Egypt: president signs new constitution into law

President Mohammed Morsi signed Egypt's new constitution (PDF) into law late Dec. 25, which was supported by over 63% of those who voted in the referendum. However, only 32.9% of Egypt's total of 52 million voters actually participated in the referendum, leading many to debate its results. Egyptian press and commentators are divided over the approval of the new constitution, with some declaring the results to be "fake", and supporters from the Muslim Brotherhood claiming it to be the valid choice of the people. Immediately after the referendum, a coalition of Egyptian rights group called for a redo of the referendum, alleging widespread irregularities.

The final draft of the constitution is backed by the Islamists and has been extremely controversial. The UN Working Group on discrimination against women has expressed grave concern over the draft constitution. UN High Commissioner for Human Rights Navi Pillay has also expressed concern at the rising death toll during the ongoing political chaos in Egypt, saying that Egypt's draft constitution presents serious problems for human rights. Pillay complained  that the draft constitution was passed without the participation of Christian or liberal legislators. Pillay also said that she was concerned about the draft constitution's omission of references to international human rights treaties that Egypt ratified in the past. While Pillay commended the fact that the draft constitution imposes term limits on President Mohammed Morsi and provides some protections for freedom of expression and religion, she noted that these protections were not strong enough.

From Jurist, Dec. 5. Used with permission.


  1. Egypt investigating former presidential candidates for treason
    Egypt’s chief prosecutor on Dec. 27 ordered an investigation into allegations that opposition leaders were inciting supporters to overthrow the country’s president Mohammed Morsi, which amounts to treason. The investigations are against Mohammed El-Baradei, a Nobel Peace laureate and former head of the UN nuclear agency, former Foreign Minister Amr Mousa and Hamdeen Sabahi. The accusations were filed earlier this month by two lawyers and the order to investigate came a day after Morsi signed into law the country’s new constitution. The three individuals had created a coalition, the National Salvation Front, in an effort to protest against Morsi. Mousa and Sabahi were presidential candidates in the recent presidential election. Critics have condemned the recent investigative order, accusing Morsi of taking measures similar to ousted president Hosni Mubarak against his opponents.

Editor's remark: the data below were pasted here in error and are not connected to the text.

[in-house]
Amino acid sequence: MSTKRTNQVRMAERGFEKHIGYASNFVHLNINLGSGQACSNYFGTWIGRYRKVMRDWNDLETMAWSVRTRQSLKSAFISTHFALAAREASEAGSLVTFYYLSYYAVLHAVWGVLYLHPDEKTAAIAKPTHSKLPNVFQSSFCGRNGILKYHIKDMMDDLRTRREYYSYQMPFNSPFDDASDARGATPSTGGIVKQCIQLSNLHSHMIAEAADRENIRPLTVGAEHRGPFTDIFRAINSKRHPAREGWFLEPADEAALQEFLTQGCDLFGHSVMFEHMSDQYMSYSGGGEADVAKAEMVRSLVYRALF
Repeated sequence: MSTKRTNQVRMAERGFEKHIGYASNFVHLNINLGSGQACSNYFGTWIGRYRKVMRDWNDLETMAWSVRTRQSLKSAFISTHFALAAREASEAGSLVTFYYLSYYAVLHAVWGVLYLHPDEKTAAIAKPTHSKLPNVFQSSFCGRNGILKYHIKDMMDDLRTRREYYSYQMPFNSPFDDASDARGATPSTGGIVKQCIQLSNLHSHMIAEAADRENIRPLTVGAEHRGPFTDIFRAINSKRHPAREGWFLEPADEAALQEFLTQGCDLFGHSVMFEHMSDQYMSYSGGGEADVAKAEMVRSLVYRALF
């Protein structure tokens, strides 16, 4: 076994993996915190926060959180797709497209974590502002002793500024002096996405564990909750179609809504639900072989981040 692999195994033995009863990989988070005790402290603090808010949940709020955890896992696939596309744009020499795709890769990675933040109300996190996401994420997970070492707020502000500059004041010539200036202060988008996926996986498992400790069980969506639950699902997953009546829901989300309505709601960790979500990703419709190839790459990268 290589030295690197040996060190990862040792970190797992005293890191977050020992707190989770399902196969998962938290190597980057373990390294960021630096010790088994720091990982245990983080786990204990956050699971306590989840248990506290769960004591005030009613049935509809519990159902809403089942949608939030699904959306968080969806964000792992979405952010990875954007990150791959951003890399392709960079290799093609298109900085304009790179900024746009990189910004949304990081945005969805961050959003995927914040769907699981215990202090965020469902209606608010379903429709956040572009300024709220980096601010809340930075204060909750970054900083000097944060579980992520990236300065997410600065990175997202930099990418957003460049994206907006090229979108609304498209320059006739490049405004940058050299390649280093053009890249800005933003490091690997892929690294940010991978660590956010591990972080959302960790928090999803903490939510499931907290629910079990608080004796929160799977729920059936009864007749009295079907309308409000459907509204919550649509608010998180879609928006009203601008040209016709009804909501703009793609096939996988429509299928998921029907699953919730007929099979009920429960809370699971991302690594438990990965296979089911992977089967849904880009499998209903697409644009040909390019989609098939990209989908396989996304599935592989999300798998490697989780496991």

From Jurist, Dec. 28. Used with permission.

  2. Riots rock Alexandria

    Scores of people battled hundreds of riot police Jan. 20 for a second day in angry protests outside a courthouse in Egypt’s northern port city of Alexandria, where polic officers are being tried for the deaths of protesters during the 2011 uprising. Police fired tear gas at rock-throwing protesters, and a police trasnport vehicle was set ablaze. Violence broke out after the presiding judge resigned from the case without explanation, which will mean a new trial for the six senior police officers. (AP, Jan. 20)

  3. Egypt court postpones ruling on constitutional assembly
    Egypt’s Supreme Constitutional Court on Feb. 3 postponed ruling whether the legislative constitutional assembly that just last week drafted a new charter was legitimate. The judges claimed a crowd of Islamists outside the courthouse of had intimidated the judges and blocked the entrance to the courthouse. The judges stated that they were suspending the court’s sessions until they could return to work without the threat of harm and other external pressures. However, the Islamists countered, accusing the judges of fabricating an excuse for failing to show up and claimed that the courthouse’s exterior was much quieter than the judges had presented. Hundreds of riot police officers, a fire truck and several armored personnel carriers were available to secure the judges’ entry to the courthouse, and several people were able to enter and leave the courthouse without harm.

    Egypt’s Ministry of Interior had arranged to secure the entrance and protect the judges and stated that the protests were peace and some judges had arrived safely. The constitutional court has been unclear about when it might continue work or issue a decision on the legislative assembly.

    From Jurist, Feb. 3. Used with permission.